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Haugen’s version: “Zuckerberg can’t keep making mistakes”

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Lisbon. The first public appearance of Frances Haugen, the former Facebook manager who passed tens of thousands of internal documents from the social network to the Wall Street Journal (WSJ), was greeted with thunderous applause. But it was easy to predict that at the Web Summit, the most important European fair dedicated to startups, he would find an audience in tune with his ideas. The people crammed into Lisbon’s Altice Arena during the opening ceremony were there for her. And they hailed her as a Web star, a contemporary David who challenged Goliath.

“Such notoriety is obviously difficult to manage, but I’m glad I got to this point,” she says herself. “There is always a threshold in each of us beyond which we cannot go. All of a sudden I understood how things were and I also realized that I could not continue ”.

Thirty-seven-year-old Iowa City native with a bachelor’s degree in electrical engineering and a master’s degree from Harvard, Haugen showed no hesitation as she rattled off her truth about the alarming state of the world‘s largest social network. From 2018 to May 2021 he worked for Mark Zuckerberg in the group that dealt with investigating the phenomenon of disinformation, the “civic misinformation team”. The emails and documents she collected from September 13 first became a WSJ investigation called Facebook Files, then renamed Facebook Papers when the former manager expanded the audience of newspapers with which he spoke. Finally, those papers arrived on the table of the US Congress and on that of the British parliament.

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“One of the most important aspects of the documents I have made public is the demonstration that Facebook’s engagement system to capture and keep users’ attention is capable of doing very serious damage. The worrying thing is that the people inside Facebook who, like me, realized that things were going badly but could not change anything because they reported to the same top managers who were responsible for the algorithms ”.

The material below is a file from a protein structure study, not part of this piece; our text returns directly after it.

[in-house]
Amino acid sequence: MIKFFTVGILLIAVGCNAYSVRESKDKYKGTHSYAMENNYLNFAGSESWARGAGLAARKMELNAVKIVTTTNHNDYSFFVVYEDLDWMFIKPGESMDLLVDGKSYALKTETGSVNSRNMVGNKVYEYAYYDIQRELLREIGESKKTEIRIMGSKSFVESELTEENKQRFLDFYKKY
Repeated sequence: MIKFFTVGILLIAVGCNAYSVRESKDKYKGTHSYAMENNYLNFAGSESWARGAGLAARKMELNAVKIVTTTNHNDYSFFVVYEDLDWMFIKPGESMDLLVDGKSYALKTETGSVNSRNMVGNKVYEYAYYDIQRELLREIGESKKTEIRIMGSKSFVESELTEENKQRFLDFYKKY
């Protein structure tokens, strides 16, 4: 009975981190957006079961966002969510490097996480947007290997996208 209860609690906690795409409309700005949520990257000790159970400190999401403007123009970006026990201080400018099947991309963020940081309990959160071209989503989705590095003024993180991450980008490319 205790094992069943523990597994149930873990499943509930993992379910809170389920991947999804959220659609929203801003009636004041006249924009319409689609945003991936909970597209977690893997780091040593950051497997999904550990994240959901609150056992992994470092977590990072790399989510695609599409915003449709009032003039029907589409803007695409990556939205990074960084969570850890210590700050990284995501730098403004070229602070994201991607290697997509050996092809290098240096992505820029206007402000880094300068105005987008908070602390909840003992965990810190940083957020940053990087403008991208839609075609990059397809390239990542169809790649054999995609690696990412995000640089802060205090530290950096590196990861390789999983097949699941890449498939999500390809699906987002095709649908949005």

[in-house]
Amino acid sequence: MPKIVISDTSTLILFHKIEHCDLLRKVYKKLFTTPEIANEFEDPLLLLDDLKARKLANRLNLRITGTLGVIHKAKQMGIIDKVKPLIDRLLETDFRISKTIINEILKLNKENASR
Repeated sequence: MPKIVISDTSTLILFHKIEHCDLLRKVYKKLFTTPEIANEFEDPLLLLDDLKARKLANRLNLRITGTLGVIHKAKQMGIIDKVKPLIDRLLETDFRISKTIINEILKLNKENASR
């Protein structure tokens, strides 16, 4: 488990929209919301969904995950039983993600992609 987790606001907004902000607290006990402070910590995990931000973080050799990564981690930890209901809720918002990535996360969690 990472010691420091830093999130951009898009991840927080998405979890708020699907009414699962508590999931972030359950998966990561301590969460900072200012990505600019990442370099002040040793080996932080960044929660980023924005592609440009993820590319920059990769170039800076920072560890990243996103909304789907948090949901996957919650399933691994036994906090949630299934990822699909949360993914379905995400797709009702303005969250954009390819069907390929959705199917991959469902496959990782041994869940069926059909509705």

The most serious accusation concerns Facebook’s awareness of its inability to put a stop to the spread of hoax news and divisive content. The multinational knew but despite this it would not have done much to stem the phenomenon by dedicating just 13 percent of its resources to moderation outside the borders of the United States. And this also means that the data provided in February by Mike Schroepfer, the person at Facebook who decides everything in terms of present and future technologies, are incompatible with what has emerged. He argued that the new algorithms put in place since 2019 to stop online hatred, codenamed Xlm-r, would have an effectiveness of 97, blocking flare-ups capable of splitting a country in the bud. From India to Ethiopia, up to Myanmar, when it is not English, the effectiveness seems to be decidedly lower or non-existent, at least according to Frances Haugen. And it is a problem that also concerns Italy.

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“I believe humanity deserved to know the situation. Facebook wasn’t the first company I worked for but it’s definitely the worst. I don’t think Mark Zuckerberg is a bad person. Indeed, I am convinced that her dream of connecting people is genuine. But this does not mean that his continuing to make mistakes is permissible. Changing your name to Meta won’t help and I’m worried about what such a company will do in this new form of the Web called a metaverse ”.

In the meantime, she has moved to Puerto Rico, which has become the refuge of many millionaires who have amassed fortunes thanks to Bitcoin. The former Facebook manager also invested in cryptocurrencies, “when it was a good time to do it,” as she explains. She is supported by the Whistleblower Aid organization. We will see how much will remain on the crest of the wave, but in the meantime it has already passed into the increasingly troubled history of social networks.

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